Thornhill is one of the oldest communities in Markham. Recent events have tested our current drainage system and power grids.
What does this mean to you as residents?
Infrastructure is crucial. Humanity is naturally pulled toward what sustains us, be that practical or amenable. Real infrastructure is vital to modern living, whether that’s transportation or housing. So is ‘soft’ infrastructure which encourages a better quality of life, from entertainment to quality and alternatives in education.
These things are essential for economic well-being, which really is the sum of many varying parts. Some of the components of a flourishing economy include: efficient transportation; affordable housing, quality education, and even physical health.
When people cannot afford to live near jobs — or if there’s no efficient transportation to get them there — unemployment becomes an issue. Then if businesses are not able to fill positions, they don’t have the ability to expand.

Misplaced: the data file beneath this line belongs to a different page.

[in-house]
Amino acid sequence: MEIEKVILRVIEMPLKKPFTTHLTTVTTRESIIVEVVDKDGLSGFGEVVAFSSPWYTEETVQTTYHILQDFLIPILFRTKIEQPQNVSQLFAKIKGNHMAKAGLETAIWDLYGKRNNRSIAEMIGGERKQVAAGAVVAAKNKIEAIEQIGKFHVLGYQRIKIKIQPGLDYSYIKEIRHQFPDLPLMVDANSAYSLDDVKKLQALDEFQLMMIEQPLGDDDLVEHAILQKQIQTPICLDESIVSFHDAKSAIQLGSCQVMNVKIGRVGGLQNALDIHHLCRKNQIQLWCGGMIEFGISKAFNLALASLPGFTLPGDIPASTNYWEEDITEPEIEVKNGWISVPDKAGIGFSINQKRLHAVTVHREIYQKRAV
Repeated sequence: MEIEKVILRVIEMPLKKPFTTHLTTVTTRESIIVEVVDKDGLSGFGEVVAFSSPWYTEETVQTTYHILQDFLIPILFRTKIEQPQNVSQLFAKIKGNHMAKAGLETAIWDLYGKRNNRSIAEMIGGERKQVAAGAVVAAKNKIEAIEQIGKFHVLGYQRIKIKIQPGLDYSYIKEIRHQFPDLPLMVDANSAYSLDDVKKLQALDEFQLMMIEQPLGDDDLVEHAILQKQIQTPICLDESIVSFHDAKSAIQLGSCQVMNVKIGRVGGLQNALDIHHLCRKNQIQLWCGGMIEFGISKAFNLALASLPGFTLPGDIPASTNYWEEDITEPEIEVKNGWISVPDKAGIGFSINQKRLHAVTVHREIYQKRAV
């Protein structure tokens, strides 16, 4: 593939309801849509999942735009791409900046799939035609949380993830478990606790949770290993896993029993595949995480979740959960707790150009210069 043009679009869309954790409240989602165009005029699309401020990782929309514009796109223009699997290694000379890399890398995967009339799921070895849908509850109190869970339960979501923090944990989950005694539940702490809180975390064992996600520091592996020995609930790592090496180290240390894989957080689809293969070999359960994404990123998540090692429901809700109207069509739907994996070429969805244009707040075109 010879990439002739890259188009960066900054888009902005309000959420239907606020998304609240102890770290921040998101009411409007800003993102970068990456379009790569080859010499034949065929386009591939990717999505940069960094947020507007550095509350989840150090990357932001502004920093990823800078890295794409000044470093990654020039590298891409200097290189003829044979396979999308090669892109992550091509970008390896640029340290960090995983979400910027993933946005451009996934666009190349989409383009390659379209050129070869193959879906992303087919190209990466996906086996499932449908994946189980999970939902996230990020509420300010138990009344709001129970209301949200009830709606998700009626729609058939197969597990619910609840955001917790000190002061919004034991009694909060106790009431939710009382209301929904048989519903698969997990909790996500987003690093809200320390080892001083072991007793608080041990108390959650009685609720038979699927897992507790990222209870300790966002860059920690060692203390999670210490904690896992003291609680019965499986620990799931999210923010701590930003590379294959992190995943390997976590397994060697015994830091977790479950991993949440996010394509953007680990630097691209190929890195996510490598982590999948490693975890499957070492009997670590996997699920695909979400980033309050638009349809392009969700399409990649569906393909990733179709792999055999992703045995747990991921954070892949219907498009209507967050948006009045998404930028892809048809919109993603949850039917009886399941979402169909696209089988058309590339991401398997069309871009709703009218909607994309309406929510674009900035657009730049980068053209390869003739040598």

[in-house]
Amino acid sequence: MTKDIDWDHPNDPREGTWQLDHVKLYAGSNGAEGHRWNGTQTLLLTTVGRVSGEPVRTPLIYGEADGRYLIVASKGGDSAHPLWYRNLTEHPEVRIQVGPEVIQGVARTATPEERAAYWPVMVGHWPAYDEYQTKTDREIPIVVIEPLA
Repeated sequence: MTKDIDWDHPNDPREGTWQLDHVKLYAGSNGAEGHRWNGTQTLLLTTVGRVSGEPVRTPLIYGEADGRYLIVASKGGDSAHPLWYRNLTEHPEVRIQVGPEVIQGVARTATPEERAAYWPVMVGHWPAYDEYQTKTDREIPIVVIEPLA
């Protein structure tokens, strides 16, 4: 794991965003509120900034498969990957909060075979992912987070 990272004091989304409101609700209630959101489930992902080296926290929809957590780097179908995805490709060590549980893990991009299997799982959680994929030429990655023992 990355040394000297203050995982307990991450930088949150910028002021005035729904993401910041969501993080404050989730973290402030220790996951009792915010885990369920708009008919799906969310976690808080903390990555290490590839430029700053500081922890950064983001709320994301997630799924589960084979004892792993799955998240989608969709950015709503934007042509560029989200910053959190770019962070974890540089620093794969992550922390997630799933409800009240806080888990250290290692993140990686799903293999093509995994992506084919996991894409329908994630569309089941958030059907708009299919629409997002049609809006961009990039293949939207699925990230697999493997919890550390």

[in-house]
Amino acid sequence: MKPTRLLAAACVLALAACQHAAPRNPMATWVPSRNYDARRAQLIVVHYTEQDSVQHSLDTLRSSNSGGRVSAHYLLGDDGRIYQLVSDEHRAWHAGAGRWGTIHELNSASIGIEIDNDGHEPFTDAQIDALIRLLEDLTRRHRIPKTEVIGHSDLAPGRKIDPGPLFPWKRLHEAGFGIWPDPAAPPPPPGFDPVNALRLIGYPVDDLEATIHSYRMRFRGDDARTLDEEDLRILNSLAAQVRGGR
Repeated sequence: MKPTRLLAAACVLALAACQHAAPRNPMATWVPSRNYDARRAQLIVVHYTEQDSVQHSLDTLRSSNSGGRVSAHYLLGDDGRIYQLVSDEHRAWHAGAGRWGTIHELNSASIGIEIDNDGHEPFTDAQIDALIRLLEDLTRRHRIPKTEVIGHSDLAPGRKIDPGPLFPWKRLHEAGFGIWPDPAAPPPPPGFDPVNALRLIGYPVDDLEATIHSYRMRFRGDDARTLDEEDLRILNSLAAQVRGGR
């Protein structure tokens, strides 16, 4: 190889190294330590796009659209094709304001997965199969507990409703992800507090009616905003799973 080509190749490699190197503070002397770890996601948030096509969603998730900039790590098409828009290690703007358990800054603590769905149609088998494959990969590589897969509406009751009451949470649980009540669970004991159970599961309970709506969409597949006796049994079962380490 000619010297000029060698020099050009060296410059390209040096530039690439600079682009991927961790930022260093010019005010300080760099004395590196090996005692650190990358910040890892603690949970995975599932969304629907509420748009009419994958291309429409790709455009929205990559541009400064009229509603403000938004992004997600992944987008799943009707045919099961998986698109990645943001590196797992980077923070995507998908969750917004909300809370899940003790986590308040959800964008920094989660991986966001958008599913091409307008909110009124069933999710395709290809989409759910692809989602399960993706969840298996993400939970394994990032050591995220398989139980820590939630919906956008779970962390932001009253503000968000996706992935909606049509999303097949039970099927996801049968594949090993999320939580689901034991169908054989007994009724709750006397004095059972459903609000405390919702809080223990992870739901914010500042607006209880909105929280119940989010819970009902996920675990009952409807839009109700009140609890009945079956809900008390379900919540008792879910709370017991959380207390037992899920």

Similarly, the quality of life and ease of access in cities makes them competitive. High-value employees who can go anywhere are driven not merely by salary but by available amenities. That’s part of what compels businesses to establish a presence in one location over another.
Without the necessary infrastructure in place, approving new, high-density developments puts enormous pressure and challenges on existing neighbourhoods.